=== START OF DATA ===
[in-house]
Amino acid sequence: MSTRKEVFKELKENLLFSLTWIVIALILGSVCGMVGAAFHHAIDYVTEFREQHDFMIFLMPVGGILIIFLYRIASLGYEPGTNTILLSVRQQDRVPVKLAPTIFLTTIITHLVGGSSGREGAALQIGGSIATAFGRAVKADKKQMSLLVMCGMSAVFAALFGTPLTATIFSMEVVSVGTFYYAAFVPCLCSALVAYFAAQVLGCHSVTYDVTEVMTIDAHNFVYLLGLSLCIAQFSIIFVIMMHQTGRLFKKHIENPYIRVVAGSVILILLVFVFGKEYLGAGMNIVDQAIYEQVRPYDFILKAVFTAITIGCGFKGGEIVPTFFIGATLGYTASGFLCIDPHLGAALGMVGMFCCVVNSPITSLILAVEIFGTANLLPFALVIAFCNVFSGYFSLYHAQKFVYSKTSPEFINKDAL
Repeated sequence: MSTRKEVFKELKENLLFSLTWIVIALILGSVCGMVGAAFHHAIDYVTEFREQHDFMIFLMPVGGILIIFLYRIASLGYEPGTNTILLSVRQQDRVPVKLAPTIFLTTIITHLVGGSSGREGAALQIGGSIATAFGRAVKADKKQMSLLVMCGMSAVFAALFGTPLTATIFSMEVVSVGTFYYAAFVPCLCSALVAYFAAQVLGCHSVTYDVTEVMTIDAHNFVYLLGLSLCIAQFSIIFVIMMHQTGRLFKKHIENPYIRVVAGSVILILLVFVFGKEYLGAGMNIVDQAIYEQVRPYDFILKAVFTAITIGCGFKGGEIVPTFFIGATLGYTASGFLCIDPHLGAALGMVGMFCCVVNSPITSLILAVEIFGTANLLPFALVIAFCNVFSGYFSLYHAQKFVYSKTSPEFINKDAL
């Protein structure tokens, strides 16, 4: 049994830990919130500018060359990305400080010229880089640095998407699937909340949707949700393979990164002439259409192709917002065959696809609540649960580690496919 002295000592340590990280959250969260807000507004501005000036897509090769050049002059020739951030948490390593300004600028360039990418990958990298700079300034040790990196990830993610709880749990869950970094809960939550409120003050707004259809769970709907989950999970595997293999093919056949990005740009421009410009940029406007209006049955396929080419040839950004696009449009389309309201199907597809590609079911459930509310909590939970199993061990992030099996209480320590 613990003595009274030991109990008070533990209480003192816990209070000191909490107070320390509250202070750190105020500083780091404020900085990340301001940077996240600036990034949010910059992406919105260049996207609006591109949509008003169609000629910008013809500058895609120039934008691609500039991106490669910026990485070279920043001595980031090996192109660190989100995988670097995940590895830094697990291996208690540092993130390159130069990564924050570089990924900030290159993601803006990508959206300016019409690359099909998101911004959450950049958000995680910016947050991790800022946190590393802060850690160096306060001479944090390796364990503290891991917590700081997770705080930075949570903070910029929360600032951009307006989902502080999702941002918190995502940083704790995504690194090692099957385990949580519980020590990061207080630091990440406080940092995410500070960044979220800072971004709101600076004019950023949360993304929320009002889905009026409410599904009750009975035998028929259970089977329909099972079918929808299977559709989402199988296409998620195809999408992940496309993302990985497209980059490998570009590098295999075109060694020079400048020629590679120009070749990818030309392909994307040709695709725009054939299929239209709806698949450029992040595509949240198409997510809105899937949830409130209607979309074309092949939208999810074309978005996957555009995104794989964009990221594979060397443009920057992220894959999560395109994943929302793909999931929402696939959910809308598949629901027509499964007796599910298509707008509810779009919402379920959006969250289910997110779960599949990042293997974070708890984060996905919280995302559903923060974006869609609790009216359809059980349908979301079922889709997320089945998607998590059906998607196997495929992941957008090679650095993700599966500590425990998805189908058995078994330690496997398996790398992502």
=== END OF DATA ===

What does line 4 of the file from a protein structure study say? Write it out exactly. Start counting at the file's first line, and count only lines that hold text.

């Protein structure tokens, strides 16, 4: 049994830990919130500018060359990305400080010229880089640095998407699937909340949707949700393979990164002439259409192709917002065959696809609540649960580690496919 002295000592340590990280959250969260807000507004501005000036897509090769050049002059020739951030948490390593300004600028360039990418990958990298700079300034040790990196990830993610709880749990869950970094809960939550409120003050707004259809769970709907989950999970595997293999093919056949990005740009421009410009940029406007209006049955396929080419040839950004696009449009389309309201199907597809590609079911459930509310909590939970199993061990992030099996209480320590 613990003595009274030991109990008070533990209480003192816990209070000191909490107070320390509250202070750190105020500083780091404020900085990340301001940077996240600036990034949010910059992406919105260049996207609006591109949509008003169609000629910008013809500058895609120039934008691609500039991106490669910026990485070279920043001595980031090996192109660190989100995988670097995940590895830094697990291996208690540092993130390159130069990564924050570089990924900030290159993601803006990508959206300016019409690359099909998101911004959450950049958000995680910016947050991790800022946190590393802060850690160096306060001479944090390796364990503290891991917590700081997770705080930075949570903070910029929360600032951009307006989902502080999702941002918190995502940083704790995504690194090692099957385990949580519980020590990061207080630091990440406080940092995410500070960044979220800072971004709101600076004019950023949360993304929320009002889905009026409410599904009750009975035998028929259970089977329909099972079918929808299977559709989402199988296409998620195809999408992940496309993302990985497209980059490998570009590098295999075109060694020079400048020629590679120009070749990818030309392909994307040709695709725009054939299929239209709806698949450029992040595509949240198409997510809105899937949830409130209607979309074309092949939208999810074309978005996957555009995104794989964009990221594979060397443009920057992220894959999560395109994943929302793909999931929402696939959910809308598949629901027509499964007796599910298509707008509810779009919402379920959006969250289910997110779960599949990042293997974070708890984060996905919280995302559903923060974006869609609790009216359809059980349908979301079922889709997320089945998607998590059906998607196997495929992941957008090679650095993700599966500590425990998805189908058995078994330690496997398996790398992502």